XyZspineZyX
08-05-2003, 11:49 PM
KrasniyYastreb, I'm not sure what level engine damage is modeled to in the sim, but what you describe sounds like damage to the supercharger and/or intake manifold. Georgeo76, what you describe is pretty close to how non-supercharged aero engines work, though the manifold pressure gauge shows absolute pressure, not vacuum. With these engines it will show less than sea level static pressure, because the air is being restricted as it's sucked into the engine thru the throttle valve/carburetor. This may be what confused you. The rule of thumb for these engines is don't let MP (in in.Hg) exceed RPM (in 100's). Setting 1700 RPM with 25 in. MP would put a lot of stress on a non-supercharged engine. Most of the engines on the flyable aircraft in the game have at least an engine mounted supercharger, so manifold pressure on these can be quite a bit higher than atmospheric pressure, and they're built to take the added stress (the Jug has a compound turbo-supercharger setup, but until the patch comes out, its modeling is kind of porked.) If MP drops, but RPM stays high, then there's either a hole in the intake manifold letting air out, a busted supercharger not compressing air like it should, or both. Assuming a constant speed prop, MP and not RPM, is a good indicator of power produced, since the prop will try to hold RPM constant regardless of how much power the engine is actually putting out. Also, with two speed blowers it may be that it's stuck in low speed if you're at high altitude (where you'd normally have high speed selected.)
I have seen the prop governor damaged, too. In this case, the MP and the RPM both go down (if the governor defaults to full coarse), though the engine keeps running and doesn't trail smoke. As the sim is now, 0% prop is essentially feathered, so if this happens, you're a glider pilot. The Hurri's governor apparently goes full fine when damaged, which will usually result in the engine revving very high. MP should stay high in this case, too.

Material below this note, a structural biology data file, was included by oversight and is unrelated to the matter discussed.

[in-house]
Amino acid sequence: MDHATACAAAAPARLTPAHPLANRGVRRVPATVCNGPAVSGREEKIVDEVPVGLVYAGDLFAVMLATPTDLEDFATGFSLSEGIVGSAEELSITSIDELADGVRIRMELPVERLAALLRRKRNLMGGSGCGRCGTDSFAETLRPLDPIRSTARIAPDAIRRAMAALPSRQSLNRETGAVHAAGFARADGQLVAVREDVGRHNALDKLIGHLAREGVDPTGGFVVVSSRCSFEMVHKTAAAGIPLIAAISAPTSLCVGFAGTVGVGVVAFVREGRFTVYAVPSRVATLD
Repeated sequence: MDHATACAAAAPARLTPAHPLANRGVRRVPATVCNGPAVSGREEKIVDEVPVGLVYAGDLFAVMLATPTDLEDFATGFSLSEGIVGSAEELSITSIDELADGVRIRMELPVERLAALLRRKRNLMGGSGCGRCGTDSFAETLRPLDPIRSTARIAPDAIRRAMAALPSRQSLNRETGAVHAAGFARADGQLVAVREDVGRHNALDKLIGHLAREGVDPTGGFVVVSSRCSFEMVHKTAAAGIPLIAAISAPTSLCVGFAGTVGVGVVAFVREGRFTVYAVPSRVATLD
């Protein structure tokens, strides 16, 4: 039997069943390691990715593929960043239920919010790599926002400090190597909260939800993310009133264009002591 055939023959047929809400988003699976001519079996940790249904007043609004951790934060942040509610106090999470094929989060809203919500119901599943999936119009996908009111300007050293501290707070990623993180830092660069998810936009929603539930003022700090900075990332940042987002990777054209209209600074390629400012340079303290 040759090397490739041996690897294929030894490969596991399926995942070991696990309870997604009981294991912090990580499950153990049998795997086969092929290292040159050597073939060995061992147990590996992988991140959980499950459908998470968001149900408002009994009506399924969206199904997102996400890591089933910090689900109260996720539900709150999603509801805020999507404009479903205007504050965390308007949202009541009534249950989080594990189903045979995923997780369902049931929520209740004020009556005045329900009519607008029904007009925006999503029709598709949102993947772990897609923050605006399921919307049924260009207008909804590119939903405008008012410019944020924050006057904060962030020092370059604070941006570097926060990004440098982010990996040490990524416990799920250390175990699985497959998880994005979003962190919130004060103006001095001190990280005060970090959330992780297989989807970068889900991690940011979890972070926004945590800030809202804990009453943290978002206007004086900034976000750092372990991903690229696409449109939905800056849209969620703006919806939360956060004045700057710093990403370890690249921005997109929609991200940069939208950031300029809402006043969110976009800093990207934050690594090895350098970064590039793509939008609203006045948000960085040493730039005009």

Finally, oil or coolant system damage leads to heat, a rough running engine, and eventually nasty noises and a stationary prop. RPM and MP will go away as the noise gets louder, and the associated oil/coolant temps will go up, and pressures will go down. Two schools of thought on how to handle this. One is nurse the engine by reducing power and going to L/D max (best climb speed, usually about 250 kph.) The other school of thought is that the lump is going to quit soon anyway, get everything out of it you can. Full power, climb, and get as much of your fuel turned into altitude (and glide distance) as possible. Open the radiator full, and go full rich on the mixture to try to keep as much heat out of the engine as possible. Again, I don't know how much of this is modeled in the sim.
More than you ever wanted to know, I'm sure, but I hope this helped.

Blotto

"Only the spirit of attack, born in a brave heart, will bring success to any fighter craft, no matter how technically advanced." - A. Galland

"Look, do you want the jets, or would you rather I slap the props back on?" - W. Messerschmitt

XyZspineZyX
08-06-2003, 01:02 AM
There's nothing left for me to add. Good explaination, Blottogg.

It would be interesting to learn just how much of this is modelled into FB. I suppose if they told us, that would create new arguments and complaints on what was done wrong...

XyZspineZyX
08-06-2003, 01:15 AM
yep and if the prop governers hit it will rev its nuts off